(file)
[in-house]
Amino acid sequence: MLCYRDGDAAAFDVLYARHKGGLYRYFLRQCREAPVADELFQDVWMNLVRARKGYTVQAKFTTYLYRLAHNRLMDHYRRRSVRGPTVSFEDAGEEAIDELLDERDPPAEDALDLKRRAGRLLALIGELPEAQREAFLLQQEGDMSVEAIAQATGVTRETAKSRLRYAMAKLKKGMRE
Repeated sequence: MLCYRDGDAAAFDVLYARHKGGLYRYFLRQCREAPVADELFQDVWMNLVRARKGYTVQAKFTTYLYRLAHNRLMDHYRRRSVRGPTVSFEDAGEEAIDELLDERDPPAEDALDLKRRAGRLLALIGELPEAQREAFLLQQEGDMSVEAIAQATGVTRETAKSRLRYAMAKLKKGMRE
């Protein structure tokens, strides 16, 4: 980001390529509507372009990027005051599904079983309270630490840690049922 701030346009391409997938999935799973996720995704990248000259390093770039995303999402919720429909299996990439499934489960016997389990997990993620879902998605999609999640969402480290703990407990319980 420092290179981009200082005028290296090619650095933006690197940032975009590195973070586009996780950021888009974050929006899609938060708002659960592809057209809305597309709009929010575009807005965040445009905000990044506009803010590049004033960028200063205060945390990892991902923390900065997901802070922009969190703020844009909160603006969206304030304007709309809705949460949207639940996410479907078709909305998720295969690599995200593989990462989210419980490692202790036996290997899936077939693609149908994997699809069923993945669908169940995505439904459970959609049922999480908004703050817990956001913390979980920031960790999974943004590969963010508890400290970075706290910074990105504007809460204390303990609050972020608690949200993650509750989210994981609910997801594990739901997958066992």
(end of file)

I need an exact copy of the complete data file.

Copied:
[in-house]
Amino acid sequence: MLCYRDGDAAAFDVLYARHKGGLYRYFLRQCREAPVADELFQDVWMNLVRARKGYTVQAKFTTYLYRLAHNRLMDHYRRRSVRGPTVSFEDAGEEAIDELLDERDPPAEDALDLKRRAGRLLALIGELPEAQREAFLLQQEGDMSVEAIAQATGVTRETAKSRLRYAMAKLKKGMRE
Repeated sequence: MLCYRDGDAAAFDVLYARHKGGLYRYFLRQCREAPVADELFQDVWMNLVRARKGYTVQAKFTTYLYRLAHNRLMDHYRRRSVRGPTVSFEDAGEEAIDELLDERDPPAEDALDLKRRAGRLLALIGELPEAQREAFLLQQEGDMSVEAIAQATGVTRETAKSRLRYAMAKLKKGMRE
């Protein structure tokens, strides 16, 4: 980001390529509507372009990027005051599904079983309270630490840690049922 701030346009391409997938999935799973996720995704990248000259390093770039995303999402919720429909299996990439499934489960016997389990997990993620879902998605999609999640969402480290703990407990319980 420092290179981009200082005028290296090619650095933006690197940032975009590195973070586009996780950021888009974050929006899609938060708002659960592809057209809305597309709009929010575009807005965040445009905000990044506009803010590049004033960028200063205060945390990892991902923390900065997901802070922009969190703020844009909160603006969206304030304007709309809705949460949207639940996410479907078709909305998720295969690599995200593989990462989210419980490692202790036996290997899936077939693609149908994997699809069923993945669908169940995505439904459970959609049922999480908004703050817990956001913390979980920031960790999974943004590969963010508890400290970075706290910074990105504007809460204390303990609050972020608690949200993650509750989210994981609910997801594990739901997958066992």